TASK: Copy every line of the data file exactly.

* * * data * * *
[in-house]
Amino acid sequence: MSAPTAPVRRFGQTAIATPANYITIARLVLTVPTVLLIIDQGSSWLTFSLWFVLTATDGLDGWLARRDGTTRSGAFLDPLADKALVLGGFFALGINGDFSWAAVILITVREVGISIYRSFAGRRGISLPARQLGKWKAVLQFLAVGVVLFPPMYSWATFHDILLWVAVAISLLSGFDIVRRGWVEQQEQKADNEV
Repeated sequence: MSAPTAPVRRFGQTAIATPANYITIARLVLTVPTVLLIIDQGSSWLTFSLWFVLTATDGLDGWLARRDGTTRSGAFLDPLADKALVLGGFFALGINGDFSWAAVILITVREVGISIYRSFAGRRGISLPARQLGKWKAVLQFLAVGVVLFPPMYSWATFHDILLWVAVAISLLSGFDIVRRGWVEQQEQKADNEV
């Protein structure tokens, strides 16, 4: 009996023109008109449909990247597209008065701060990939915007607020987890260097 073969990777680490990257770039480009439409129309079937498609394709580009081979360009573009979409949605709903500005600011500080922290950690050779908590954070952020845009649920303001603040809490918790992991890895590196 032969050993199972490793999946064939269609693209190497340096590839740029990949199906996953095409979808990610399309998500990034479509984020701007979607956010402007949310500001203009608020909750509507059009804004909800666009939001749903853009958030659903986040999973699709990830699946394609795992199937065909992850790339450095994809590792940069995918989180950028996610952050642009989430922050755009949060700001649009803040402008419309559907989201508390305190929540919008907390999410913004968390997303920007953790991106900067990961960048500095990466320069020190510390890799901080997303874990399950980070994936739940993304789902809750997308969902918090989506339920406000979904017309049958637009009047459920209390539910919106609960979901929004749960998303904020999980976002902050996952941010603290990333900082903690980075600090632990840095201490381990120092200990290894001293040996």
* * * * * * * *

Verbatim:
[in-house]
Amino acid sequence: MSAPTAPVRRFGQTAIATPANYITIARLVLTVPTVLLIIDQGSSWLTFSLWFVLTATDGLDGWLARRDGTTRSGAFLDPLADKALVLGGFFALGINGDFSWAAVILITVREVGISIYRSFAGRRGISLPARQLGKWKAVLQFLAVGVVLFPPMYSWATFHDILLWVAVAISLLSGFDIVRRGWVEQQEQKADNEV
Repeated sequence: MSAPTAPVRRFGQTAIATPANYITIARLVLTVPTVLLIIDQGSSWLTFSLWFVLTATDGLDGWLARRDGTTRSGAFLDPLADKALVLGGFFALGINGDFSWAAVILITVREVGISIYRSFAGRRGISLPARQLGKWKAVLQFLAVGVVLFPPMYSWATFHDILLWVAVAISLLSGFDIVRRGWVEQQEQKADNEV
């Protein structure tokens, strides 16, 4: 009996023109008109449909990247597209008065701060990939915007607020987890260097 073969990777680490990257770039480009439409129309079937498609394709580009081979360009573009979409949605709903500005600011500080922290950690050779908590954070952020845009649920303001603040809490918790992991890895590196 032969050993199972490793999946064939269609693209190497340096590839740029990949199906996953095409979808990610399309998500990034479509984020701007979607956010402007949310500001203009608020909750509507059009804004909800666009939001749903853009958030659903986040999973699709990830699946394609795992199937065909992850790339450095994809590792940069995918989180950028996610952050642009989430922050755009949060700001649009803040402008419309559907989201508390305190929540919008907390999410913004968390997303920007953790991106900067990961960048500095990466320069020190510390890799901080997303874990399950980070994936739940993304789902809750997308969902918090989506339920406000979904017309049958637009009047459920209390539910919106609960979901929004749960998303904020999980976002902050996952941010603290990333900082903690980075600090632990840095201490381990120092200990290894001293040996």